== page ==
The Washington Post
CAIRO — Mohamed Morsi, Egypt’s new Islamist president, took the oath of office Saturday afternoon before the country’s top court, vowing to help build strong, independent government institutions in a country still struggling to overcome its authoritarian past.
The 60-year-old Muslim Brotherhood politician became the country’s fifth president – and its only head of state since the fall of the monarchy in 1952 who does not hail from the senior command of the armed forces.
“I will work to guarantee the independence of these powers and authorities,” a solemn Morsi told the country’s top jurists during a short ceremony inside the Supreme Constitutional Court.
The setting was the first concession Morsi has made since his election became official a week ago. The president had said he would only be sworn in before parliament, which the constitutional court dissolved earlier this month. But he backed down after delivering a rousing speech in Tahrir Square on Friday that was seen as a ceremonial oath before the people.
The swearing-in ceremony was held just a few blocks from a military hospital where ousted president Hosni Mubarak is reportedly receiving medical care.
Conspicuously absent in footage of the session broadcast by Egypt’s state television were members of the Supreme Council of the Armed Forces, which wrested power from Mubarak a year and a half ago.
Shortly after taking the oath, Morsi delivered a speech at Cairo University, during which he paid homage to the country’s security forces. In contrast to the generals’ marked absence from the oath ceremony, the head of the ruling council, Mohammed Hussein Tantawi, attended the speech and clapped at times.
“The SCAF has kept its word and fulfilled its promise,” Morsi said of the council, adding that the armed forces had borne great “burdens.”
He indicated strongly, however, that he wants to see the armed forces return to their barracks as the generals relinquish authority over the executive branch.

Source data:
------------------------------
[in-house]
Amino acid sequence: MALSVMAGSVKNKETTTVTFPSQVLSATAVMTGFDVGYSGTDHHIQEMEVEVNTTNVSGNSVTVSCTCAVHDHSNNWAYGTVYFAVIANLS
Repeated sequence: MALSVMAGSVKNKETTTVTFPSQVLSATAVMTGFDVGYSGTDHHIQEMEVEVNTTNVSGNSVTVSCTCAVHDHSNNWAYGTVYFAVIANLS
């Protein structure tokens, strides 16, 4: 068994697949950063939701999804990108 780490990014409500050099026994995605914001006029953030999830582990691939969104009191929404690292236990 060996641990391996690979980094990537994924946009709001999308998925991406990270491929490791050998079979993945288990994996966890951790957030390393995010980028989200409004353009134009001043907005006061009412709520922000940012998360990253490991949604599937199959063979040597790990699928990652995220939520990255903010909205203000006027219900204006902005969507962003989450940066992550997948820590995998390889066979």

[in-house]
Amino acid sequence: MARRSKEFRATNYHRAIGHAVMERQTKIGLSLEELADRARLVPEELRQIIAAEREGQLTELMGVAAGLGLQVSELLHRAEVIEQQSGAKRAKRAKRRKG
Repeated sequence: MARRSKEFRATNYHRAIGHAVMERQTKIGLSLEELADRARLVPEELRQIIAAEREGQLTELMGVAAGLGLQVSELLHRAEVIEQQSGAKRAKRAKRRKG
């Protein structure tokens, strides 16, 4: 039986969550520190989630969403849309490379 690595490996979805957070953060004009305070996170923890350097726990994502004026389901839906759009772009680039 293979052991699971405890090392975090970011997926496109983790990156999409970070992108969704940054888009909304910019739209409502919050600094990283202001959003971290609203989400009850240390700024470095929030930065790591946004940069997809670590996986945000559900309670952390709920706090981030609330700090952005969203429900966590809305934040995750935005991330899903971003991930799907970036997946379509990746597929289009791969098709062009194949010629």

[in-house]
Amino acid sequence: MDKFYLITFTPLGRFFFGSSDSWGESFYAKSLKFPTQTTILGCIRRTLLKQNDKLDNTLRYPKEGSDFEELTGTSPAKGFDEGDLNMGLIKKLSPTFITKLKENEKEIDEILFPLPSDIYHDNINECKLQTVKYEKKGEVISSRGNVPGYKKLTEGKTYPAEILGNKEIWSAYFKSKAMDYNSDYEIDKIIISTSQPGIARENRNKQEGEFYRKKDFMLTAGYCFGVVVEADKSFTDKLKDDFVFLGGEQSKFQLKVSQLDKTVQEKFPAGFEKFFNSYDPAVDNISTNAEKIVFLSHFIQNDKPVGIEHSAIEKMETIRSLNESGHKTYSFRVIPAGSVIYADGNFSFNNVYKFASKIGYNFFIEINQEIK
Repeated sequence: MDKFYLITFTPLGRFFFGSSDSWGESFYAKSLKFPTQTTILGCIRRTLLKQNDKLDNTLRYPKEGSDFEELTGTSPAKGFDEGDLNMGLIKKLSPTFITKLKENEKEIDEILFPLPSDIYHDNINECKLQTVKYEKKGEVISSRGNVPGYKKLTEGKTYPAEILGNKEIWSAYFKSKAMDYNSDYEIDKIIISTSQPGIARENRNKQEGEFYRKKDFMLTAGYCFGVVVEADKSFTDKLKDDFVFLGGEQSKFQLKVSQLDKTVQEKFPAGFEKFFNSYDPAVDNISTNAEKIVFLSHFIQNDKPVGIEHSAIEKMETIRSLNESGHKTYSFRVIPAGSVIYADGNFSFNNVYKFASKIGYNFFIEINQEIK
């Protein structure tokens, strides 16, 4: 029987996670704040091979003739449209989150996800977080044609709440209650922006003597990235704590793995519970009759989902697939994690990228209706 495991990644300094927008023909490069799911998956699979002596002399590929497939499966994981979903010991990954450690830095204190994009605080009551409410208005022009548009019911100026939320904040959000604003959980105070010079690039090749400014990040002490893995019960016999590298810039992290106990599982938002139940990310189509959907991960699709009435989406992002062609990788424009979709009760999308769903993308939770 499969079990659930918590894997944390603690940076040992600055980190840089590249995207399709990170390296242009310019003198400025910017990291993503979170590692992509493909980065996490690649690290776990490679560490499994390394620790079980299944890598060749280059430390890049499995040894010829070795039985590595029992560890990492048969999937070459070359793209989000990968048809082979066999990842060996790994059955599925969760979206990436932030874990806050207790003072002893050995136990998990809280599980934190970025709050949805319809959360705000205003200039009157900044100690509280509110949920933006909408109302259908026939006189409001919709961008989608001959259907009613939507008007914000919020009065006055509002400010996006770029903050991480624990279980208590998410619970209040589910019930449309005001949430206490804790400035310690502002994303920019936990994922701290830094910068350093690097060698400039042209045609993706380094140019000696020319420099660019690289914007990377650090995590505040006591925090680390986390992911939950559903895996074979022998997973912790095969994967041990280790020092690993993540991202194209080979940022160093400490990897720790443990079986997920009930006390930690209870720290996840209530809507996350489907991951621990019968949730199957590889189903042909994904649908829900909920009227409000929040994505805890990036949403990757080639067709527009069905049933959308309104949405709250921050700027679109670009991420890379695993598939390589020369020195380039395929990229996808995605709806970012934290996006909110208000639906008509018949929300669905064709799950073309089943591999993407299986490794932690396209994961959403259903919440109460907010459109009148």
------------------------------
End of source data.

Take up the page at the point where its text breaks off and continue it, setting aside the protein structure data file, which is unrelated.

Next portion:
“They will go back to their main duties of protecting our borders,” he said.
Morsi said Egypt would not seek to meddle in the affairs of other countries or attempt to export its revolution to other countries in the region. But he expressed support for Palestinian unity and for Syrians battling an autocratic government.
Essam Sabbawi, who had been elected to the recently dissolved parliament, called Morsi’s speech impressive.
“I never dreamed of a day in Egypt that an elected president would come in this way,” said Sabbawi, who belongs to the al-Wafd party. “It’s a new beginning for the people.”
Another former lawmaker, Altaf Qonsawa of the conservative Nour party, said Morsi’s address befitted a head of state.
“It was very different from the revolutionary speeches of Tahrir Square,” he said. “It was a speech fitting for the president of Egypt.”
At a military base on the outskirts of Cairo, where Morsi traveled after the speech to attend an official military ceremony, the generals offered the new president a military salute as he exited his vehicle, a powerful gesture in a country where the military for years persecuted Islamists.
Egyptians had speculated all week about the pageantry and symbolic gestures of the day, wondering in particular whether the ruling generals would salute Morsi in front of cameras. The junta stripped the presidency of its commander-in-chief powers hours after the last votes were cast, setting the stage for a protracted battle to redefine Egypt’s power structure in the months ahead.